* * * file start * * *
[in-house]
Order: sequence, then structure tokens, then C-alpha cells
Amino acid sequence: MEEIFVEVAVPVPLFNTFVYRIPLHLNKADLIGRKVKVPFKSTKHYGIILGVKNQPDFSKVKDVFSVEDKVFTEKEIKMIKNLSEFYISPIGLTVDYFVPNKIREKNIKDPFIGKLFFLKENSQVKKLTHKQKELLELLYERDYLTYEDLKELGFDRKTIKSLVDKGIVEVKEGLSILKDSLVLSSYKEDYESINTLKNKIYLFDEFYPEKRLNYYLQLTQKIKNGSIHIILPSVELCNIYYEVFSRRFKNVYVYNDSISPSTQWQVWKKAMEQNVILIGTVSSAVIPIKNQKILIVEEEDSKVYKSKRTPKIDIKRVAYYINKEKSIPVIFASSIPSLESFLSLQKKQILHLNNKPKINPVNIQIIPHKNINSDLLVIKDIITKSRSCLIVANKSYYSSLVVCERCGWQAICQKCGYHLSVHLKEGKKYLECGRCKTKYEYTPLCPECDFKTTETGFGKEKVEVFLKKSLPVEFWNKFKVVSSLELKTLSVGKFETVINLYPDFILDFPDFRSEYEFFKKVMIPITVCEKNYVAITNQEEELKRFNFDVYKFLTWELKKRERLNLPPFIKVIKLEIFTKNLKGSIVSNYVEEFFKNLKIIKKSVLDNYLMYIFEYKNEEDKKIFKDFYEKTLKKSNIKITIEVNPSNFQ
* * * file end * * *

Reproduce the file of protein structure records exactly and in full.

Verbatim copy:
[in-house]
Order: sequence, then structure tokens, then C-alpha cells
Amino acid sequence: MEEIFVEVAVPVPLFNTFVYRIPLHLNKADLIGRKVKVPFKSTKHYGIILGVKNQPDFSKVKDVFSVEDKVFTEKEIKMIKNLSEFYISPIGLTVDYFVPNKIREKNIKDPFIGKLFFLKENSQVKKLTHKQKELLELLYERDYLTYEDLKELGFDRKTIKSLVDKGIVEVKEGLSILKDSLVLSSYKEDYESINTLKNKIYLFDEFYPEKRLNYYLQLTQKIKNGSIHIILPSVELCNIYYEVFSRRFKNVYVYNDSISPSTQWQVWKKAMEQNVILIGTVSSAVIPIKNQKILIVEEEDSKVYKSKRTPKIDIKRVAYYINKEKSIPVIFASSIPSLESFLSLQKKQILHLNNKPKINPVNIQIIPHKNINSDLLVIKDIITKSRSCLIVANKSYYSSLVVCERCGWQAICQKCGYHLSVHLKEGKKYLECGRCKTKYEYTPLCPECDFKTTETGFGKEKVEVFLKKSLPVEFWNKFKVVSSLELKTLSVGKFETVINLYPDFILDFPDFRSEYEFFKKVMIPITVCEKNYVAITNQEEELKRFNFDVYKFLTWELKKRERLNLPPFIKVIKLEIFTKNLKGSIVSNYVEEFFKNLKIIKKSVLDNYLMYIFEYKNEEDKKIFKDFYEKTLKKSNIKITIEVNPSNFQ